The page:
Matthew appointed IGCC research director

Richard Matthew

Blum Center director takes on additional role

Richard Matthew, professor of urban planning and public policy and director of UC Irvine’s Blum Center for Poverty Alleviation, has been appointed the research director for climate change and international security for a new University of California initiative. The initiative is part of the UC’s Institute on Global Conflict and Cooperation (IGCC). 

“The gap between what science demonstrates we need to do, and what the world’s political and economic leaders are in fact doing to increase carbon storage, reduce emissions and help people adapt to increasingly severe droughts, fires, heat waves and floods, is enormous,” Matthew says. “We are in danger of leaving future generations a world that is volatile and, in many areas, uninhabitable. This new initiative will mobilize the considerable resources and expertise of the UC system around critically important questions about the human and international security implications of climate change.” 

For example, he says, “could longstanding forms of cooperation around shared water resources give way to new forms of conflict? If large numbers of people are displaced by climate impacts, how can we cooperate to manage this scale of migration? How might the shocks and stresses of climate change amplify threats like pandemic disease, make borders more challenging to manage, or trigger an explosion of humanitarian crises? We need our best minds studying complex climate security issues and identifying viable ways to promote peace, dignity and human flourishing.”

IGCC is a research network comprised of scholars from across the University of California and the Los Alamos and Lawrence Livermore National Laboratories who produce and use research to help build a more peaceful, prosperous world. Their focus is on challenges that have the potential to lead to wide-scale conflict, and that can benefit from global cooperation to solve. They study traditional security issues — defense innovation, strategy and deterrence, nuclear weapons policy, and security cooperation — and emerging and non-traditional challenges such as environmental threats, geoeconomics and great power competition, and threats to democracy. In each area, IGCC builds diverse, multidisciplinary research teams that analyze the causes and consequences of global conflict — and help develop practical solutions. 

The Institute is based at the School of Global Policy and Strategy at UC San Diego.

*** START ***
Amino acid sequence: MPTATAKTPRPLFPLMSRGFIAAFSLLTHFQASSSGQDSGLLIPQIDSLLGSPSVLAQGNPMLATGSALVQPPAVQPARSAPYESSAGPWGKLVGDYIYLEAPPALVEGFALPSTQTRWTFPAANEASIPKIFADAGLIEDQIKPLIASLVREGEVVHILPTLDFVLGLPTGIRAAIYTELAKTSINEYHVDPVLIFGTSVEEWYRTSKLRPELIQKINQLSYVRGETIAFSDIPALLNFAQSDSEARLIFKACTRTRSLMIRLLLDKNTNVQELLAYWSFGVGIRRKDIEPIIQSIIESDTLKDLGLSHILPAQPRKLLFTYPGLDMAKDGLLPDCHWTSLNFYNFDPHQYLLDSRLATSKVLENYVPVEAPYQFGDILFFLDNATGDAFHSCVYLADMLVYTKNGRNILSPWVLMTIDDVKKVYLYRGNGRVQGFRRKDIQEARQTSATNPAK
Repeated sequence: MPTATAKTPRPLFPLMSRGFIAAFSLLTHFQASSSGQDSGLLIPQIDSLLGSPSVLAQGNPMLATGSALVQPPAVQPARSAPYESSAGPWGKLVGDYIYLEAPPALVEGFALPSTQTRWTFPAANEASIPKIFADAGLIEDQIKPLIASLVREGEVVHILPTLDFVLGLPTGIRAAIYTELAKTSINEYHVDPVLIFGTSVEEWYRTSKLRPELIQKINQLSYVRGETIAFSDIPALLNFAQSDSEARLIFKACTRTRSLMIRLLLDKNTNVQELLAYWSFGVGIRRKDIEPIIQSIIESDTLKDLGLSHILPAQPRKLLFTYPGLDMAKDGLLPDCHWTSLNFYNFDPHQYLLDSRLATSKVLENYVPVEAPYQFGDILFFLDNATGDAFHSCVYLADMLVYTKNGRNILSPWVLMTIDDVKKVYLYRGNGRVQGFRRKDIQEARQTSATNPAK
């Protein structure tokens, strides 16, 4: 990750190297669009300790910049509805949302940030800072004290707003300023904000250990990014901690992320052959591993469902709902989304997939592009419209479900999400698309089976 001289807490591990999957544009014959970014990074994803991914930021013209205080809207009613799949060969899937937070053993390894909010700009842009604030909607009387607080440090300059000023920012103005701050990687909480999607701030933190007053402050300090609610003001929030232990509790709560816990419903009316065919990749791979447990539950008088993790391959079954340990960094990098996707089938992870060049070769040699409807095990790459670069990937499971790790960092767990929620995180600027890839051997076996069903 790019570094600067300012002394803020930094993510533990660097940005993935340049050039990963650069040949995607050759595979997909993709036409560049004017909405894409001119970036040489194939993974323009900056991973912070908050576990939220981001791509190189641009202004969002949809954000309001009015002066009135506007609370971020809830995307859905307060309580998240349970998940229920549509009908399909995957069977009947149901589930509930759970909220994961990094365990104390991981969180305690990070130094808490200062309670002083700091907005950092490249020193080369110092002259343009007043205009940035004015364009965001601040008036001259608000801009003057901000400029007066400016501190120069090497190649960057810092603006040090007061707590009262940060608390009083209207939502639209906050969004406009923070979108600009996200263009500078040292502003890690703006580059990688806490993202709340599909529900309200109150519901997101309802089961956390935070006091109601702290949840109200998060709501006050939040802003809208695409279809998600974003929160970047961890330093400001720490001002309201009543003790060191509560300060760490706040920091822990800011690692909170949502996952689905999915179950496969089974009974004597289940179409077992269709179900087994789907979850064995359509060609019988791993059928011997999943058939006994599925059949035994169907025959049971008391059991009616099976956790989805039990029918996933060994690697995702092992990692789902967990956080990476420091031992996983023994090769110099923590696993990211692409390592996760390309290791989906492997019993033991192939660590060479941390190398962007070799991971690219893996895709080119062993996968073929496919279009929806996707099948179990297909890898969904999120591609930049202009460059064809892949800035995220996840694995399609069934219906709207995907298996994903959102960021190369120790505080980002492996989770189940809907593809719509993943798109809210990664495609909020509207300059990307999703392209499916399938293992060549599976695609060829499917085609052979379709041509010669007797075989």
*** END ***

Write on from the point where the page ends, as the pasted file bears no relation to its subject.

Besides his new role and leading UCI's Blum Center, Matthew, who has a B.A. in political science from McGill University and an M.A. ad Ph.D. in politics from Princeton University, also is a senior fellow at the International Institute for Sustainable Development; a member of the United Nations Expert Group on Environment, Conflict and Peacebuilding; a member of International Union for the Conservation of Nature’s Commission on Environment, Economic and Social Policy and co-chair of its Task Force on Conservation, Migration and Conflict; and vice president of the Environmental Peacebuilding Association.

His research explores challenges at the intersection of three sets of variables:

  1. nature loss and climate change;
  2. poverty and inequality; and
  3. disaster, displacement and violent conflict.

Matthew's research focuses on environmental peacebuilding, climate change and migration, climate change and planetary health, and the co-development of visualization tools using big data and local knowledge to provide practical hazard risk management support to communities that are highly vulnerable to flood and other extreme events.

Over the past 25 years, he has done extensive fieldwork in conflict and disaster zones in Cambodia, the Democratic Republic of the Congo (DRC), Eswatini, Malawi, Mexico, Nepal, Pakistan, Paraguay, Rwanda, and Sierra Leone. He served on UN humanitarian and peacebuilding missions in DRC, Rwanda, and Sierra Leone. He has given three TEDx talks and has been a featured storyteller on The Moth twice. He recently participated in the World Bank’s KNOMAD project, as well as the development of several whitepapers, including an IOM-led effort on environmental peacebuilding and another related to the Ecological Threat Register. He is an editor of the journal Environment and Security. He has more than 200 publications including the 2021 Routledge Handbook of Environmental Security, and he was the lead author of the United Nations report, “From Conflict to Peacebuilding: The Role of Natural Resources and the Environment.”

— Mimi Ko Cruz